This year I had the honor of meeting Kyllian, a young New Jerseyan who, as a teenager, was a caregiver for her father. Throughout his battle with cancer, she would come home after high school every day to care for him.
Her dad lost his battle to cancer a few years ago, but Kyllian’s passionate advocacy for family caregivers burns brightly. She is now in her early 20s, and her youth caregiver group is among the many supporters of the Caregiver Advise, Record, Enable (CARE) Act, a new law to help family caregivers in New Jersey.
Passed last year, the law went into effect May 12 and requires hospitals to:
- Record the family caregiver’s name in the medical record of his or her loved one
- Notify the family caregiver if the loved one is to be transferred or discharged home
- Provide live instruction and demonstration in the medical tasks — such as wound care, medication management or giving injections — the family caregiver will need to perform at home
After I spoke on the CARE Act at a New Jersey women’s caregivers conference, Kyllian shared her story with me and how “It’s important that caregivers know what to do.” I couldn’t agree more. Nearly half of family caregivers perform these complicated medical tasks — often with little or no training.
She also said, “I’m so glad that you mentioned the CARE Act applies to everyone, regardless of age.” I think this point is crucial.
Family caregiving is an issue that affects us all. The power of the CARE Act is that it recognizes family caregivers of all ages and all relationships — spouses, children, partners, friends and family — anyone who is helping their loved ones live independently at home. While the average caregiver is a 49-year-old woman who’s caring for her mother, family caregivers are as diverse as the country in which we live.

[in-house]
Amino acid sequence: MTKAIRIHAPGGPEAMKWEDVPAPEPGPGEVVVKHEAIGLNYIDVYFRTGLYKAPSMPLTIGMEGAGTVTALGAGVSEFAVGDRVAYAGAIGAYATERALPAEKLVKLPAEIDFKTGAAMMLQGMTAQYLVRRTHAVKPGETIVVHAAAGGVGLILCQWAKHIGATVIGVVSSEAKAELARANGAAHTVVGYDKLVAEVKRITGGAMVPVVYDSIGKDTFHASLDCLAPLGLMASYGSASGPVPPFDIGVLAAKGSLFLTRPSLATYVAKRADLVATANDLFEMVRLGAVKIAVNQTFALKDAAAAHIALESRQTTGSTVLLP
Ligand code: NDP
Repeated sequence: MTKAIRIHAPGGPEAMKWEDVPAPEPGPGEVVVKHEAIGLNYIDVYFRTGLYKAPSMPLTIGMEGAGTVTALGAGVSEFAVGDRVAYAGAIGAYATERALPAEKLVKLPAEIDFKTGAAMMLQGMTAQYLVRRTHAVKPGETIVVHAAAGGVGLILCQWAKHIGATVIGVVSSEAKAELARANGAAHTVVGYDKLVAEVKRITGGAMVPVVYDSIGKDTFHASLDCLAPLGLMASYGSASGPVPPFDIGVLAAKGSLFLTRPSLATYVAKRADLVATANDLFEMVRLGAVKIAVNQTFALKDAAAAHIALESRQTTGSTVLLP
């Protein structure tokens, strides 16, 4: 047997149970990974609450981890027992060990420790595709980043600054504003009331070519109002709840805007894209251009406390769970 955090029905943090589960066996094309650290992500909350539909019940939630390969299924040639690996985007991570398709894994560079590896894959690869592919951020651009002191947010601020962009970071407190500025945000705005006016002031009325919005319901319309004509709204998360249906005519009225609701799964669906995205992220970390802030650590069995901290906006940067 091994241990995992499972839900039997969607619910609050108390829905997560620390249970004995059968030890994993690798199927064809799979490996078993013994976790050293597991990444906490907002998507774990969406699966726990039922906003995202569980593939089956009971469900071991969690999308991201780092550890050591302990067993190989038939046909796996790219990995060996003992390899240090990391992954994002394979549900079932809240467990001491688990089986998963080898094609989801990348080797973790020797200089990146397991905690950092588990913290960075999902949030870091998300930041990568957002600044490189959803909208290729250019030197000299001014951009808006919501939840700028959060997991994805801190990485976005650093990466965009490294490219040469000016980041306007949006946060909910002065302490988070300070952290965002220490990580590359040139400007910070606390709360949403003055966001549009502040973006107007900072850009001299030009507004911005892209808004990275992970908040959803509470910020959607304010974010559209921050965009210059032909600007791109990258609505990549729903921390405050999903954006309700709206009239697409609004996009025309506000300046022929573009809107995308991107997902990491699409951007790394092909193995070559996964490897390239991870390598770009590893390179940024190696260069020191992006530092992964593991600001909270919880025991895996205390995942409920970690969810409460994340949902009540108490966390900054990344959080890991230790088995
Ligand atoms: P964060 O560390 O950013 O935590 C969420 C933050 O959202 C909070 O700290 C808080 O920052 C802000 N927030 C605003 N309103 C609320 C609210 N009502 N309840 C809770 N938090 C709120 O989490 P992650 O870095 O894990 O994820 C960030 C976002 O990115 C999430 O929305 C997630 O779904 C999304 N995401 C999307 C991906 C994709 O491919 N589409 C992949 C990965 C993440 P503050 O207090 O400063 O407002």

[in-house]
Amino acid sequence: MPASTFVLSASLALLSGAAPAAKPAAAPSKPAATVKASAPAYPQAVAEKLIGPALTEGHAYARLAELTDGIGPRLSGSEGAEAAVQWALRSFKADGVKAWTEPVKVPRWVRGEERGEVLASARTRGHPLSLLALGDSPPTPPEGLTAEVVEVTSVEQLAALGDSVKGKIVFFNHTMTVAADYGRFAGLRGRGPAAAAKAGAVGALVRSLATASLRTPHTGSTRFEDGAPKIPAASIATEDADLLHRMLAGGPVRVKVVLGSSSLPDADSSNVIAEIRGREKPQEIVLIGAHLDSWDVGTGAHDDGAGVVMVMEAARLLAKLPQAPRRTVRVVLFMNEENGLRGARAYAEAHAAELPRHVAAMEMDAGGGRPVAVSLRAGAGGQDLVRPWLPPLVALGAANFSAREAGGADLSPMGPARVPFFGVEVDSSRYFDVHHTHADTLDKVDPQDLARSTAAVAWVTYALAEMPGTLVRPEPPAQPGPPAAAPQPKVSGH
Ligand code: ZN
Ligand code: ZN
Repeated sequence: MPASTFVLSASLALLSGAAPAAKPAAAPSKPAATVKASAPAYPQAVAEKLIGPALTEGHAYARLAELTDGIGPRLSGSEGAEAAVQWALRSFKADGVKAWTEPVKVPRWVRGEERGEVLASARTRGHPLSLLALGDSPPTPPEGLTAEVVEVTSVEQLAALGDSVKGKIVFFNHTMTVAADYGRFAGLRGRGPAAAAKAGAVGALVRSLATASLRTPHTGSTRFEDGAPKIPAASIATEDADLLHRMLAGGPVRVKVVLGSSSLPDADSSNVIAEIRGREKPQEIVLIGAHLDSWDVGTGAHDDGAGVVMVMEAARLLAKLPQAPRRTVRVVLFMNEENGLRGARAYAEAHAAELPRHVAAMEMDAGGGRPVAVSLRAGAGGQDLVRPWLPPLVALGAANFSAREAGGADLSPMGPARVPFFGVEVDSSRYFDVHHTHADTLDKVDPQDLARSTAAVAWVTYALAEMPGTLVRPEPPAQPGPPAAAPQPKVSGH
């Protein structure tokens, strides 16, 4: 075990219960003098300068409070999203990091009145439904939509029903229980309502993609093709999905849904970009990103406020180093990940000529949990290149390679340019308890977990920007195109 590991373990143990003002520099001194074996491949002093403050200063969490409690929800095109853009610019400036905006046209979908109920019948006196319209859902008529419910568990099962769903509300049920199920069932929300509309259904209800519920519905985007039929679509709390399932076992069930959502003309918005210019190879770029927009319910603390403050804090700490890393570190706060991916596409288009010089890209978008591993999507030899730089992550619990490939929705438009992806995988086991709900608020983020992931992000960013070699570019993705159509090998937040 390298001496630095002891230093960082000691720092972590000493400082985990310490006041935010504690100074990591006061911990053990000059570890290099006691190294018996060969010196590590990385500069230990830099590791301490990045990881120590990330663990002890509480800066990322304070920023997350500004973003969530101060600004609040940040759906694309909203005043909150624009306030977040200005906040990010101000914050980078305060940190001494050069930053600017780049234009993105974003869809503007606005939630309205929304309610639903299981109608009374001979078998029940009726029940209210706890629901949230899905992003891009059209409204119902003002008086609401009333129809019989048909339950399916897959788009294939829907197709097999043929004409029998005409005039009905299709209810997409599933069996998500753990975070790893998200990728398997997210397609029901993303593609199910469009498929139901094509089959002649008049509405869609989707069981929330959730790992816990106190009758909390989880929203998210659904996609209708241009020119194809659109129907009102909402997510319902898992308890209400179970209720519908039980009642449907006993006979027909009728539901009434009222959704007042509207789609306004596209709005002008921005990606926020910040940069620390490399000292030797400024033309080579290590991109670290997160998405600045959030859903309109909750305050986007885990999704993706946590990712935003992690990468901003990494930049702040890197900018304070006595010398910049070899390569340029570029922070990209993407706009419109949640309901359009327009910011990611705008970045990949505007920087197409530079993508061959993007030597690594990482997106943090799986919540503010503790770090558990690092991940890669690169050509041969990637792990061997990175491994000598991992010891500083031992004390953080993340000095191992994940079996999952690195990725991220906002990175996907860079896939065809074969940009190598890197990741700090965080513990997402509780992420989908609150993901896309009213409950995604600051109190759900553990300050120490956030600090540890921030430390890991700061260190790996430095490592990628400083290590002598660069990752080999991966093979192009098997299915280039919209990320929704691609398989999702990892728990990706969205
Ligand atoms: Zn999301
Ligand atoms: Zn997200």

Fighting for family caregivers
AARP is fighting for the CARE Act in states across the country because supporting family caregivers is a top priority for all of us.
- In 16 states the CARE Act has been signed into law and is either in effect or will be soon.
- In California and New York, the CARE Act has been passed by the state legislature and is awaiting the governor’s signature.
- In the District of Columbia, Massachusetts, Michigan, Pennsylvania, Puerto Rico and Wisconsin, the CARE Act is being considered by the legislature.
Elaine Ryan is the vice president of state advocacy and strategy integration (SASI) for AARP. She leads a team of dedicated legislative staff members who work with AARP state offices to advance advocacy with governors and state legislators, helping people 50-plus attain and maintain their health and financial security.
Follow Elaine on Twitter: @RoamTheDomes.